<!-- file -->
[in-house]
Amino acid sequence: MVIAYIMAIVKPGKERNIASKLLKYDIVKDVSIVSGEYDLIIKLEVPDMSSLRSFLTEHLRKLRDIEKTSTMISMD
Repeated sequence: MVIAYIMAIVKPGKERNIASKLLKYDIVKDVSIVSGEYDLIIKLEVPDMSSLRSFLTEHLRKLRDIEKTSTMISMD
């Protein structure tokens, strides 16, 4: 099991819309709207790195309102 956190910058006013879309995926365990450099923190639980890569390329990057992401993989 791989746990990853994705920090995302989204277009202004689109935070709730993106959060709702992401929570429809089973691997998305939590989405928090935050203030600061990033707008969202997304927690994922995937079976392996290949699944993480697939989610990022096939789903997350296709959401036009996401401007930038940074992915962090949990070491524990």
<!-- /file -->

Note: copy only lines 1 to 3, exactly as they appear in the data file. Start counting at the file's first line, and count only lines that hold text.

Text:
[in-house]
Amino acid sequence: MVIAYIMAIVKPGKERNIASKLLKYDIVKDVSIVSGEYDLIIKLEVPDMSSLRSFLTEHLRKLRDIEKTSTMISMD
Repeated sequence: MVIAYIMAIVKPGKERNIASKLLKYDIVKDVSIVSGEYDLIIKLEVPDMSSLRSFLTEHLRKLRDIEKTSTMISMD